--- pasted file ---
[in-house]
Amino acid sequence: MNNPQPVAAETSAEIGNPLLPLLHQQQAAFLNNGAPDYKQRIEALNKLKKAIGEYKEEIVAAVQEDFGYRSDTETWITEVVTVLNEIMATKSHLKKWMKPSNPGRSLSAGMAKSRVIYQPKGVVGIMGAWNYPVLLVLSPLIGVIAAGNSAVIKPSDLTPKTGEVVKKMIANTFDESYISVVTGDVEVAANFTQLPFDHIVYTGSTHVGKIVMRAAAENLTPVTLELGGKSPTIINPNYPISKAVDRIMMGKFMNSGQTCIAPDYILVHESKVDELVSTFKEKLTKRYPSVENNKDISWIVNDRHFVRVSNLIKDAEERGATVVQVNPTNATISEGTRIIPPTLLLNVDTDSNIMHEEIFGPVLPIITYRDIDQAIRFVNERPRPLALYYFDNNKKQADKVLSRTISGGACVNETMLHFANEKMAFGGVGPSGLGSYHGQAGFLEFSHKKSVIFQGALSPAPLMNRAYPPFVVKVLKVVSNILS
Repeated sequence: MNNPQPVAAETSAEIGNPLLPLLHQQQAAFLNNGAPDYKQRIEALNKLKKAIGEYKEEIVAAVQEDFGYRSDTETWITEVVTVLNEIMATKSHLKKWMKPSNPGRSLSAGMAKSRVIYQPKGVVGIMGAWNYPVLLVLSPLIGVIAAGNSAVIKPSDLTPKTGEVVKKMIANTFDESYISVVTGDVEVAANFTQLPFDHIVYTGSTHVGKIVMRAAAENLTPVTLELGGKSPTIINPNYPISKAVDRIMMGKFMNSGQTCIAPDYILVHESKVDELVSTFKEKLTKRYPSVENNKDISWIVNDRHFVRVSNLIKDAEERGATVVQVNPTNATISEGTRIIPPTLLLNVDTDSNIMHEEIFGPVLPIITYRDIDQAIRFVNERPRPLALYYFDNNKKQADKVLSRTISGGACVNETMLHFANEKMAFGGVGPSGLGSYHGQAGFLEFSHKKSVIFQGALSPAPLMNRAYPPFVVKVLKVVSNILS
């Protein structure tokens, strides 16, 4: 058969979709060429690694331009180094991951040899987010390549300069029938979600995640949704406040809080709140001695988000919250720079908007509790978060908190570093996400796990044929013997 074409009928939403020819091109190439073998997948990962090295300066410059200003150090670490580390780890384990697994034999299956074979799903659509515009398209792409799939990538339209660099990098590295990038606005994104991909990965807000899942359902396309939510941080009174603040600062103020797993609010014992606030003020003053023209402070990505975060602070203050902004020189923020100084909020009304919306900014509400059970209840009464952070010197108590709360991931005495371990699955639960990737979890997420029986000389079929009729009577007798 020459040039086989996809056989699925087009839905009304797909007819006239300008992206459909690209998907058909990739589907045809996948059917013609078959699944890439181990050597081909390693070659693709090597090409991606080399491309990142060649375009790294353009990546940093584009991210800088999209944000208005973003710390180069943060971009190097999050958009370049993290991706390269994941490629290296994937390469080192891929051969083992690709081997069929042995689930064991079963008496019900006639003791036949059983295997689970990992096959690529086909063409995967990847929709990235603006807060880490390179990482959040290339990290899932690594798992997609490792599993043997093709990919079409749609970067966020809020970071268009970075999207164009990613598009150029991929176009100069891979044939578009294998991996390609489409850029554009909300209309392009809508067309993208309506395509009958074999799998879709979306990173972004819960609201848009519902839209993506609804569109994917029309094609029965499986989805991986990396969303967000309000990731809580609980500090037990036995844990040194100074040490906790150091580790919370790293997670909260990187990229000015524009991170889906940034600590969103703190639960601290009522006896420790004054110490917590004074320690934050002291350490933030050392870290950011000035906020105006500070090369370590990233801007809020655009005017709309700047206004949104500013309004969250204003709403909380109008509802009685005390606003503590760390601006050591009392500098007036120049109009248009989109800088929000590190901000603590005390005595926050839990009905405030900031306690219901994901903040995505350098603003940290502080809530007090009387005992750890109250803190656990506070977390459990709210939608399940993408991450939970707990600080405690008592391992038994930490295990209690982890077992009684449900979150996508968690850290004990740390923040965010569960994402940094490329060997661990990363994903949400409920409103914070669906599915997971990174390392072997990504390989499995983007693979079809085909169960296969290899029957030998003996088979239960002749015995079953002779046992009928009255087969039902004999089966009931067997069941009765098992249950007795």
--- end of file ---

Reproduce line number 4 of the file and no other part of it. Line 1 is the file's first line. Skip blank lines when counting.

């Protein structure tokens, strides 16, 4: 058969979709060429690694331009180094991951040899987010390549300069029938979600995640949704406040809080709140001695988000919250720079908007509790978060908190570093996400796990044929013997 074409009928939403020819091109190439073998997948990962090295300066410059200003150090670490580390780890384990697994034999299956074979799903659509515009398209792409799939990538339209660099990098590295990038606005994104991909990965807000899942359902396309939510941080009174603040600062103020797993609010014992606030003020003053023209402070990505975060602070203050902004020189923020100084909020009304919306900014509400059970209840009464952070010197108590709360991931005495371990699955639960990737979890997420029986000389079929009729009577007798 020459040039086989996809056989699925087009839905009304797909007819006239300008992206459909690209998907058909990739589907045809996948059917013609078959699944890439181990050597081909390693070659693709090597090409991606080399491309990142060649375009790294353009990546940093584009991210800088999209944000208005973003710390180069943060971009190097999050958009370049993290991706390269994941490629290296994937390469080192891929051969083992690709081997069929042995689930064991079963008496019900006639003791036949059983295997689970990992096959690529086909063409995967990847929709990235603006807060880490390179990482959040290339990290899932690594798992997609490792599993043997093709990919079409749609970067966020809020970071268009970075999207164009990613598009150029991929176009100069891979044939578009294998991996390609489409850029554009909300209309392009809508067309993208309506395509009958074999799998879709979306990173972004819960609201848009519902839209993506609804569109994917029309094609029965499986989805991986990396969303967000309000990731809580609980500090037990036995844990040194100074040490906790150091580790919370790293997670909260990187990229000015524009991170889906940034600590969103703190639960601290009522006896420790004054110490917590004074320690934050002291350490933030050392870290950011000035906020105006500070090369370590990233801007809020655009005017709309700047206004949104500013309004969250204003709403909380109008509802009685005390606003503590760390601006050591009392500098007036120049109009248009989109800088929000590190901000603590005390005595926050839990009905405030900031306690219901994901903040995505350098603003940290502080809530007090009387005992750890109250803190656990506070977390459990709210939608399940993408991450939970707990600080405690008592391992038994930490295990209690982890077992009684449900979150996508968690850290004990740390923040965010569960994402940094490329060997661990990363994903949400409920409103914070669906599915997971990174390392072997990504390989499995983007693979079809085909169960296969290899029957030998003996088979239960002749015995079953002779046992009928009255087969039902004999089966009931067997069941009765098992249950007795």